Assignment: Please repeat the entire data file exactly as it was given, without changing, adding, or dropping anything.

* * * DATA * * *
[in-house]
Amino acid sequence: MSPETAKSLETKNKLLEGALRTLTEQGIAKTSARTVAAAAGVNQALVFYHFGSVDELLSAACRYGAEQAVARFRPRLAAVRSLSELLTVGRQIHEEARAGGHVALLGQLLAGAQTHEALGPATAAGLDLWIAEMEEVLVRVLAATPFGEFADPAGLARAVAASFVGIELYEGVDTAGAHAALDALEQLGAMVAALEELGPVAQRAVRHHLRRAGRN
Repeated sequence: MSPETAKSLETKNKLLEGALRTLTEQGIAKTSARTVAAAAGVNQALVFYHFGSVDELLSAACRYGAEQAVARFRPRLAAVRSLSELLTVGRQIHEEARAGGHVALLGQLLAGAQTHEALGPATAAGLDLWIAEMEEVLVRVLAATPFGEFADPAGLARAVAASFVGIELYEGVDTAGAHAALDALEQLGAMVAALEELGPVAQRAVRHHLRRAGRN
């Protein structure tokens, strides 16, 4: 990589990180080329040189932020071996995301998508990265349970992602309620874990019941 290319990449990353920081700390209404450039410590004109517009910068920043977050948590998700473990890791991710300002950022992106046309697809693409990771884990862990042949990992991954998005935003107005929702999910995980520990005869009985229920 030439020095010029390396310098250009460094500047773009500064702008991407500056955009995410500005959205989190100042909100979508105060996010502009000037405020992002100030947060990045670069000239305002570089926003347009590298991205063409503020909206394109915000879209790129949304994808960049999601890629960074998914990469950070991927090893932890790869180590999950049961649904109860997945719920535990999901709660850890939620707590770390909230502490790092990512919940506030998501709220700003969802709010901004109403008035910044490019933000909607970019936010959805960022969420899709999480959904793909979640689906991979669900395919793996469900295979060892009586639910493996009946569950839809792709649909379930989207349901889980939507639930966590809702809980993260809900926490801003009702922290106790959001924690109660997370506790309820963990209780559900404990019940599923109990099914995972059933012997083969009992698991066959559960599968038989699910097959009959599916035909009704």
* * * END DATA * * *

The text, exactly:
[in-house]
Amino acid sequence: MSPETAKSLETKNKLLEGALRTLTEQGIAKTSARTVAAAAGVNQALVFYHFGSVDELLSAACRYGAEQAVARFRPRLAAVRSLSELLTVGRQIHEEARAGGHVALLGQLLAGAQTHEALGPATAAGLDLWIAEMEEVLVRVLAATPFGEFADPAGLARAVAASFVGIELYEGVDTAGAHAALDALEQLGAMVAALEELGPVAQRAVRHHLRRAGRN
Repeated sequence: MSPETAKSLETKNKLLEGALRTLTEQGIAKTSARTVAAAAGVNQALVFYHFGSVDELLSAACRYGAEQAVARFRPRLAAVRSLSELLTVGRQIHEEARAGGHVALLGQLLAGAQTHEALGPATAAGLDLWIAEMEEVLVRVLAATPFGEFADPAGLARAVAASFVGIELYEGVDTAGAHAALDALEQLGAMVAALEELGPVAQRAVRHHLRRAGRN
């Protein structure tokens, strides 16, 4: 990589990180080329040189932020071996995301998508990265349970992602309620874990019941 290319990449990353920081700390209404450039410590004109517009910068920043977050948590998700473990890791991710300002950022992106046309697809693409990771884990862990042949990992991954998005935003107005929702999910995980520990005869009985229920 030439020095010029390396310098250009460094500047773009500064702008991407500056955009995410500005959205989190100042909100979508105060996010502009000037405020992002100030947060990045670069000239305002570089926003347009590298991205063409503020909206394109915000879209790129949304994808960049999601890629960074998914990469950070991927090893932890790869180590999950049961649904109860997945719920535990999901709660850890939620707590770390909230502490790092990512919940506030998501709220700003969802709010901004109403008035910044490019933000909607970019936010959805960022969420899709999480959904793909979640689906991979669900395919793996469900295979060892009586639910493996009946569950839809792709649909379930989207349901889980939507639930966590809702809980993260809900926490801003009702922290106790959001924690109660997370506790309820963990209780559900404990019940599923109990099914995972059933012997083969009992698991066959559960599968038989699910097959009959599916035909009704």